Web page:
Trucking Groups Not Happy With Excise Tax


The Federal Excise Tax (FET) is one of the oldest taxes in American history. Since it was enacted twenty years ago, it has had a noticeable consequential effect. For example, the trucking industry is finding that upgrading their fleets is incredibly expensive. The Modern Trucking Fleet  (MTF) coalition that was established in January 2019, is now taking action to remove this antiquated excise tax that was enacted 102 years ago by Congress to pay for World War I efforts. In a letter to Congress, the MTF wrote: “repealing the tax would deploy new, cleaner, and safer heavy-duty trucks and trailers by making them more affordable—particularly for small businesses,” that is dated July 24.

The money that is collected from this tax is given to the Highway Trust Fund to finance most government spending for highway and mass transit projects. Representative, Doug LaMalfa (R-CA) who is a supporter of repealing the FET is quoted saying, “the FET is also the highest percentage-based tax that Congress imposes on any product, and it’s not even a reliable source of funding for the Highway Trust Fund.”

In an effort to appease Congress, the MTF has been working to find an alternative source for the percentage of tax that supports the Highway Trust Fund in order to alleviate the potential loss. The American Truck Dealers (a division of National Automobile Dealers Association) states that the FET tax has been the most inconsistent source of revenue to the MTF over the past 20 years. They are fighting for the rights of business owners to purchase new trucks because they would improve highway safety and drive economic growth. The advanced safety features would help prevent crashes and protect motorists on the road. It is also evident that the tax itself depresses truck sales and stunts job growth. 

“[The tax] is an outdated and unnecessary barrier that discourages truck buyers from upgrading to more modern, cleaner, and safer vehicles,” LaMalfa, a member of the Transportation and Infrastructure Committee, said in a statement. “Most heavy-duty truck owners can’t afford a $20,000 tax bill per new truck, so they don’t buy them. They’re far more likely to purchase used or older trucks with older technology that are not as fuel-efficient or don’t achieve the air quality goals the government demands.” The FET applies the tax on gross vehicle weight (GVW). This includes vehicles above 33,000 pounds, trailers above 26,000 pounds, and tractors above 19,500 pounds on their first sale.

The trucking industry has been facing disagreement from several angles. On average, the age of trucks on the road is 10 years. Representative, LaMalfa (R-CA) said, “the 12% FET limits truck replacement by discouraging truck owners from upgrading their outdated vehicles–leading to higher emissions and more dangerous roads. We won’t truly see a modern truck fleet in the U.S. until it’s repealed.”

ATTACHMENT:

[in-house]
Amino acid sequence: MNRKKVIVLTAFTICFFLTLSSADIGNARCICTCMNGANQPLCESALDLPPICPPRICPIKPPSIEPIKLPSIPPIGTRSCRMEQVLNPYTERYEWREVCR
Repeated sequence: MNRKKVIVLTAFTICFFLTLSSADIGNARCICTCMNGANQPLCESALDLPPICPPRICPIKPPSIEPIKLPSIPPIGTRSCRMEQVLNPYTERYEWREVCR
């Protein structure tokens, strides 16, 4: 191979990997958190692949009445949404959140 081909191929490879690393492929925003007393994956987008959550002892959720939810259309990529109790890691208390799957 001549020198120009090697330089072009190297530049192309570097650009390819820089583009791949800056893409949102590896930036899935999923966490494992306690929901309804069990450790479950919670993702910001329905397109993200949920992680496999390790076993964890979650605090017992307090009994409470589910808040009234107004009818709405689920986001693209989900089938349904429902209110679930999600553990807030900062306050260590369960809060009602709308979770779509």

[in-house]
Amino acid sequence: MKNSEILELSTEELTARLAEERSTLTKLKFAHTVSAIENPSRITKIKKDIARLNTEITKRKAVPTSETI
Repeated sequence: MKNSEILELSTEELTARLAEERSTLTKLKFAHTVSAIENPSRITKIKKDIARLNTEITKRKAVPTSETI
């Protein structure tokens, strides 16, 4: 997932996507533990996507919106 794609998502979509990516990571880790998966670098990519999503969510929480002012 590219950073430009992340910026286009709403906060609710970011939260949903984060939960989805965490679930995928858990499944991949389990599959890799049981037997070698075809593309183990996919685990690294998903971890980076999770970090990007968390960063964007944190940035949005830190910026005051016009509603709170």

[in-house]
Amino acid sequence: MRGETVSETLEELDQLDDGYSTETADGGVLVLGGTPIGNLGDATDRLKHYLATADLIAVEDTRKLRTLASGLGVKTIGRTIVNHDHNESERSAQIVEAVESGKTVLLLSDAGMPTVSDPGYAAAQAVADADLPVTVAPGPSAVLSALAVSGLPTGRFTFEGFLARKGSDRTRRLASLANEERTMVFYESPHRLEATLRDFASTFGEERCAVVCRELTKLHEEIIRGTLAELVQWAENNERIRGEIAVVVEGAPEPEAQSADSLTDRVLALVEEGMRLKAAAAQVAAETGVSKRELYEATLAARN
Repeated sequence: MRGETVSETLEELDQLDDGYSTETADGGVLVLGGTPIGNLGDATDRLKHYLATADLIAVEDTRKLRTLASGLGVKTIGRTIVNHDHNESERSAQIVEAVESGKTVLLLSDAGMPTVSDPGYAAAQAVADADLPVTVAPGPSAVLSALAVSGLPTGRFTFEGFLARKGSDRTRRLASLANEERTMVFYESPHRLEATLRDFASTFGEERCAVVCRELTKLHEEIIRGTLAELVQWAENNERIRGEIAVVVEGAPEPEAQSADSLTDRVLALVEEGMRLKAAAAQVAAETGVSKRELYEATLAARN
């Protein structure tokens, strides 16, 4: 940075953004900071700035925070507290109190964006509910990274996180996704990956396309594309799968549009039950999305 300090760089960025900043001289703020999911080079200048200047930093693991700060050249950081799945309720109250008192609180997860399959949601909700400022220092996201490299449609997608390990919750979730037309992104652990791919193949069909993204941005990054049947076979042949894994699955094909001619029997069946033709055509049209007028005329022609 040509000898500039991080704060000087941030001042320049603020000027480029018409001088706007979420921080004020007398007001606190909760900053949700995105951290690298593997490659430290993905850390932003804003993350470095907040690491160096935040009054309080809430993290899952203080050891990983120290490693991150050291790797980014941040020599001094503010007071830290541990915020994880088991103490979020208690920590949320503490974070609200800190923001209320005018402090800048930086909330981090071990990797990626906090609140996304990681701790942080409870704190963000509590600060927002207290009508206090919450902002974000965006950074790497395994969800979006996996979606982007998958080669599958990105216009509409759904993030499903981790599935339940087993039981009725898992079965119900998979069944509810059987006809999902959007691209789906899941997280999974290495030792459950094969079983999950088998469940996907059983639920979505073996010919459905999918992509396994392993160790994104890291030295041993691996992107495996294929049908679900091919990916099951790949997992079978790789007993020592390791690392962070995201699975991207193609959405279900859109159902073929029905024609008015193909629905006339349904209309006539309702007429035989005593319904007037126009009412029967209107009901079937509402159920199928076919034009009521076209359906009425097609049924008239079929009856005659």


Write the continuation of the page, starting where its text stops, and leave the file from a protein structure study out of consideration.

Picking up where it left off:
It is apparent that the astronomical price of this tax takes precedence over the environmental and safety concerns associated with the outdated vehicles. The automobile industry has improved the technologies built into current trucks since 2000. These advancements have been made to meet emission standards to reduce the nitrogen oxide emitted by large trucking fleets by 97%. This is a dramatic improvement that would benefit to businesses nationwide. However, this upgrade in truck manufacturing has a pretty hefty price tag, adding close to $40,000 to each truck.  

Allen Schaefer, executive director of the Diesel Technology Forum, is a leader in the strong efforts to encourage clean diesel technology. He expressed his views that the FET Repeal bill represents a great opportunity to accelerate the equipment turnover of existing fleets from old technology to new. He stated that new diesel engines were not only cleaner, but also more fuel-efficient. The benefits of these new trucks will not be realized while they sit on dealer lots.

“The FET discourages truck buyers from purchasing the newest, safest, and cleanest trucks and trailers available,” said Jodie Teuton, Chairwoman of the American Truck Dealers (ATD) and member of the MTF’s Steering Committee. “This tax is as outdated as biplanes and trench warfare. MTF applauds the bipartisan leadership Representatives Peterson and LaMalfa have shown by introducing this bill. MTF urges Members of Congress to cosponsor H.R. 2381 to repeal the FET, which will help turn over the truck fleet and put newer, more fuel-efficient and safer trucks on the road.” 

Jodie Teuton concludes, “this Congress, we have a unique opportunity to make FET repeal a reality,” Teuton added, “both Congress and the administration are discussing a comprehensive infrastructure bill that would address funding. This is our best shot in decades to eliminate this tax.” The movement is strong, and the effort is continuing to improve and succeed in a fight to change history.

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